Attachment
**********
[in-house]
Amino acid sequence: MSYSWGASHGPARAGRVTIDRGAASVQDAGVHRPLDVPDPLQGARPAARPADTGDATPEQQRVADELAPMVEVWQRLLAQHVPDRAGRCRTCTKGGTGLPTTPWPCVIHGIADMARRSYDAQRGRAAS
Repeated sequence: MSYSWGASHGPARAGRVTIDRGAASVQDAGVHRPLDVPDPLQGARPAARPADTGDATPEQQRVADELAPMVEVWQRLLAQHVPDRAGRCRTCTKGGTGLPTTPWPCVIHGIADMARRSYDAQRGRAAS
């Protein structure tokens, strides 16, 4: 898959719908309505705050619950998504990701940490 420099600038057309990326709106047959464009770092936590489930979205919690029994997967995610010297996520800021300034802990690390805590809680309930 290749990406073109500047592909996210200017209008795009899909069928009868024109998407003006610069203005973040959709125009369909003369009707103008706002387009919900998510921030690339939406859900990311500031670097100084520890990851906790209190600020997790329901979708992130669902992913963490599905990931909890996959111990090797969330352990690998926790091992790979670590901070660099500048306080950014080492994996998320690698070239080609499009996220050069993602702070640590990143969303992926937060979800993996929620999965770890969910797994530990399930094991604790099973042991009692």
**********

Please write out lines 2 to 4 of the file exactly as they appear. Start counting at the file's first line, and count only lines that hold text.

Amino acid sequence: MSYSWGASHGPARAGRVTIDRGAASVQDAGVHRPLDVPDPLQGARPAARPADTGDATPEQQRVADELAPMVEVWQRLLAQHVPDRAGRCRTCTKGGTGLPTTPWPCVIHGIADMARRSYDAQRGRAAS
Repeated sequence: MSYSWGASHGPARAGRVTIDRGAASVQDAGVHRPLDVPDPLQGARPAARPADTGDATPEQQRVADELAPMVEVWQRLLAQHVPDRAGRCRTCTKGGTGLPTTPWPCVIHGIADMARRSYDAQRGRAAS
């Protein structure tokens, strides 16, 4: 898959719908309505705050619950998504990701940490 420099600038057309990326709106047959464009770092936590489930979205919690029994997967995610010297996520800021300034802990690390805590809680309930 290749990406073109500047592909996210200017209008795009899909069928009868024109998407003006610069203005973040959709125009369909003369009707103008706002387009919900998510921030690339939406859900990311500031670097100084520890990851906790209190600020997790329901979708992130669902992913963490599905990931909890996959111990090797969330352990690998926790091992790979670590901070660099500048306080950014080492994996998320690698070239080609499009996220050069993602702070640590990143969303992926937060979800993996929620999965770890969910797994530990399930094991604790099973042991009692």